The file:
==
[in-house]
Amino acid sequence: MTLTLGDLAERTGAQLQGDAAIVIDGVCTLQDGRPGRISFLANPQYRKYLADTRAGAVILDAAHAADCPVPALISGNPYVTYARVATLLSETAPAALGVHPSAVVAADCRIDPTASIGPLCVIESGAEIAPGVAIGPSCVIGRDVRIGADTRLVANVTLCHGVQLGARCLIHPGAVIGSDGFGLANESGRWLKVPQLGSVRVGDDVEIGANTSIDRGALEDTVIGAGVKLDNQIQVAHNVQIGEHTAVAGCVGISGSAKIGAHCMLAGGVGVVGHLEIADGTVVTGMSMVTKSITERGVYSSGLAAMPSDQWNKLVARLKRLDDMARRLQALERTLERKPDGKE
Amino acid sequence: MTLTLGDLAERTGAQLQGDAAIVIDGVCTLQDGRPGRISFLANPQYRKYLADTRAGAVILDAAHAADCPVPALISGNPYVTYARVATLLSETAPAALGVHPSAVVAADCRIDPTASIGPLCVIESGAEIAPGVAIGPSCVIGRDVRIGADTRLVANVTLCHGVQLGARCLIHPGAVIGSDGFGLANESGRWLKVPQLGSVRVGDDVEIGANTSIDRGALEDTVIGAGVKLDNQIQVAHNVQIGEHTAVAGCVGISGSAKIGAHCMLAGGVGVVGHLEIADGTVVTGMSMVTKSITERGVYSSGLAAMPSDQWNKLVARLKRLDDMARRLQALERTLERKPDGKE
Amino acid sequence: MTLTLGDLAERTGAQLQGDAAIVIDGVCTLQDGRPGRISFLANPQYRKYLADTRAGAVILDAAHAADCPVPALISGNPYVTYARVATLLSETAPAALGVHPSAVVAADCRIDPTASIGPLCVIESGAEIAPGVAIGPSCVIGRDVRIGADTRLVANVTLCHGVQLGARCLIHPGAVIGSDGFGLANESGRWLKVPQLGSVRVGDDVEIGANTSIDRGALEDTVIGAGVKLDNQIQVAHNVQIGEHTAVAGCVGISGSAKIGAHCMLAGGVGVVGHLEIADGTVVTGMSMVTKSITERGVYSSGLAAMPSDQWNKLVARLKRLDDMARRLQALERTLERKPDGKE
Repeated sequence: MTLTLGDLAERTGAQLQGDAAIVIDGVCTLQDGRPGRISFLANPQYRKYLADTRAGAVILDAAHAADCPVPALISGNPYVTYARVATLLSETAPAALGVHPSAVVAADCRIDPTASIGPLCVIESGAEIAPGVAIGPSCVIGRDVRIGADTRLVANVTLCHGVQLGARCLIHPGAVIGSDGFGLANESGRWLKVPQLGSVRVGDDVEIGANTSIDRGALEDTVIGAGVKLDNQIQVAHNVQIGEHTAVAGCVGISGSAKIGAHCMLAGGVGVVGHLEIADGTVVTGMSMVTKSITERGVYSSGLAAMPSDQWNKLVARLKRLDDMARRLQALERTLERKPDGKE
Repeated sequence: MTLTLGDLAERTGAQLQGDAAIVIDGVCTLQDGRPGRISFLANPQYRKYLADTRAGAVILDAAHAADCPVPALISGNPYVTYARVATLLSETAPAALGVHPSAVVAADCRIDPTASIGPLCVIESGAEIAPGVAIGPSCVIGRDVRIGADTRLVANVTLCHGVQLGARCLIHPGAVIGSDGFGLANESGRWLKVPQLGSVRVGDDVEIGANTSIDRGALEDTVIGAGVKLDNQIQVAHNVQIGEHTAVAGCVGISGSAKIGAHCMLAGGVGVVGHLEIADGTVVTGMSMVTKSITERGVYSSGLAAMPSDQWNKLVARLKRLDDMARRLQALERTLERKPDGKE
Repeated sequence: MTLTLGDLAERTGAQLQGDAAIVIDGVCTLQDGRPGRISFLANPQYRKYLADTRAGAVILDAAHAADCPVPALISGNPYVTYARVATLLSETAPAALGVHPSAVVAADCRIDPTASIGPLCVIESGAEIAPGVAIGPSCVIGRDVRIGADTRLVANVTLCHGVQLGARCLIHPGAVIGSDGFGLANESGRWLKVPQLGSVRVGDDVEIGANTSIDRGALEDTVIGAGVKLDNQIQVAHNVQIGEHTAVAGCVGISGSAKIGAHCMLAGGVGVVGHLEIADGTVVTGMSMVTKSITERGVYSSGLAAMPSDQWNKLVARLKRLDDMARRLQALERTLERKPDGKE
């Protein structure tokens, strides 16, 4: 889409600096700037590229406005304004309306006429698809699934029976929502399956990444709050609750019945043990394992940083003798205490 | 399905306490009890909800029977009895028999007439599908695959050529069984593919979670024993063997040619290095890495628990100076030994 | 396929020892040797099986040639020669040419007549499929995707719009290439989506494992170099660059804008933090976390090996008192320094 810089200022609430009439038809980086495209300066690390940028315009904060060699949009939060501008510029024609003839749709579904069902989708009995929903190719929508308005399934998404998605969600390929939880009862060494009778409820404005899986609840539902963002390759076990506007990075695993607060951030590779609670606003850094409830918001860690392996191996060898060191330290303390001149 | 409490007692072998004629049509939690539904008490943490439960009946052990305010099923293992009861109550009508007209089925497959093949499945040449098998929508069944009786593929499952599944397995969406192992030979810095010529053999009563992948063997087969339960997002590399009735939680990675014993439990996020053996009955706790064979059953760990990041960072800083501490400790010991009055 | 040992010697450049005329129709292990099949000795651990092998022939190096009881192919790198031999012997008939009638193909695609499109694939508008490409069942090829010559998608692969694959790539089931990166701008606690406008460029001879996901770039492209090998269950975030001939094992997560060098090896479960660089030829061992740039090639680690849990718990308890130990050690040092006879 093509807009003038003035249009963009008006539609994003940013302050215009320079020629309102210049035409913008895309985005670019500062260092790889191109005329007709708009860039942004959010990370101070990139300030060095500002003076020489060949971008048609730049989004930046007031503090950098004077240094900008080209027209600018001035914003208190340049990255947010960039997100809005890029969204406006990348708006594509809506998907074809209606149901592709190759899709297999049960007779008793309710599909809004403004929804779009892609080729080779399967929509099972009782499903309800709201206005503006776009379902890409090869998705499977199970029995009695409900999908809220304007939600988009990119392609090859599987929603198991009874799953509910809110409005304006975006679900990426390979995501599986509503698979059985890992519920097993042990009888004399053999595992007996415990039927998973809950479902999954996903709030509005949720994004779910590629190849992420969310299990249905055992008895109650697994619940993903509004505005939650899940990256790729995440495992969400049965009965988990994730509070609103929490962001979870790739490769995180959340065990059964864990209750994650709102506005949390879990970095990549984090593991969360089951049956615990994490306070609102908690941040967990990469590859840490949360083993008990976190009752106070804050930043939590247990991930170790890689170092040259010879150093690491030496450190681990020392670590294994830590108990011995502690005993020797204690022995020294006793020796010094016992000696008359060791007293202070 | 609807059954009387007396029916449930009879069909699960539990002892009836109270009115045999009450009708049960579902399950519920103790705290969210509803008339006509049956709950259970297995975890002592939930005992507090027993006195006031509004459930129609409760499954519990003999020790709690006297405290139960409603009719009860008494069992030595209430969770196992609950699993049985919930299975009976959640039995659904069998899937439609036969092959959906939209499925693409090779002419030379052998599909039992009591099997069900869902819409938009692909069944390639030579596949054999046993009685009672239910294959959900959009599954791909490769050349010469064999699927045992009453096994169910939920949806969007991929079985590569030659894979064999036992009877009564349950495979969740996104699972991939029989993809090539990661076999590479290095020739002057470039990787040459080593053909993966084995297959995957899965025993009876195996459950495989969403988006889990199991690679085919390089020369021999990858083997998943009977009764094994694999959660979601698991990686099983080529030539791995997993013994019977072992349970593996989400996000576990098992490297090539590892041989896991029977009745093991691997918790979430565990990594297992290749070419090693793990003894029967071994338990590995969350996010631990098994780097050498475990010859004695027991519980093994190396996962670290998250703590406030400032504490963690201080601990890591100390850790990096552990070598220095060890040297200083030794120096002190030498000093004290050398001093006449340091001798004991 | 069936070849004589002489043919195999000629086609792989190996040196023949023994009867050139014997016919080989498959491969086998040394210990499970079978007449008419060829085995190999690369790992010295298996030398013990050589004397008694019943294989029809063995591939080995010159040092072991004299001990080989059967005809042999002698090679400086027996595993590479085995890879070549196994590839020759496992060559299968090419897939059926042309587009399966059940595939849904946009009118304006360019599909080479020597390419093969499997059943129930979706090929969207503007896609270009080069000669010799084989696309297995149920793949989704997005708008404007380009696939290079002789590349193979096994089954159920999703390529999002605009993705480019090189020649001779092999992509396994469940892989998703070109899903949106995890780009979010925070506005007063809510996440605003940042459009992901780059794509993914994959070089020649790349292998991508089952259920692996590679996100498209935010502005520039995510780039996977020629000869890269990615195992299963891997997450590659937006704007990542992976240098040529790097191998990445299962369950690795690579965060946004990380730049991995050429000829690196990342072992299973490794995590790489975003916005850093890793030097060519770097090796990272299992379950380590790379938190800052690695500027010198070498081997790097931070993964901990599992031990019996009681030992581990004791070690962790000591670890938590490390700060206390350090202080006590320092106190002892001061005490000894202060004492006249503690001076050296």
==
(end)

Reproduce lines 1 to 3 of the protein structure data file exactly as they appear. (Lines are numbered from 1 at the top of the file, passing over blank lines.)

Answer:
[in-house]
Amino acid sequence: MTLTLGDLAERTGAQLQGDAAIVIDGVCTLQDGRPGRISFLANPQYRKYLADTRAGAVILDAAHAADCPVPALISGNPYVTYARVATLLSETAPAALGVHPSAVVAADCRIDPTASIGPLCVIESGAEIAPGVAIGPSCVIGRDVRIGADTRLVANVTLCHGVQLGARCLIHPGAVIGSDGFGLANESGRWLKVPQLGSVRVGDDVEIGANTSIDRGALEDTVIGAGVKLDNQIQVAHNVQIGEHTAVAGCVGISGSAKIGAHCMLAGGVGVVGHLEIADGTVVTGMSMVTKSITERGVYSSGLAAMPSDQWNKLVARLKRLDDMARRLQALERTLERKPDGKE
Amino acid sequence: MTLTLGDLAERTGAQLQGDAAIVIDGVCTLQDGRPGRISFLANPQYRKYLADTRAGAVILDAAHAADCPVPALISGNPYVTYARVATLLSETAPAALGVHPSAVVAADCRIDPTASIGPLCVIESGAEIAPGVAIGPSCVIGRDVRIGADTRLVANVTLCHGVQLGARCLIHPGAVIGSDGFGLANESGRWLKVPQLGSVRVGDDVEIGANTSIDRGALEDTVIGAGVKLDNQIQVAHNVQIGEHTAVAGCVGISGSAKIGAHCMLAGGVGVVGHLEIADGTVVTGMSMVTKSITERGVYSSGLAAMPSDQWNKLVARLKRLDDMARRLQALERTLERKPDGKE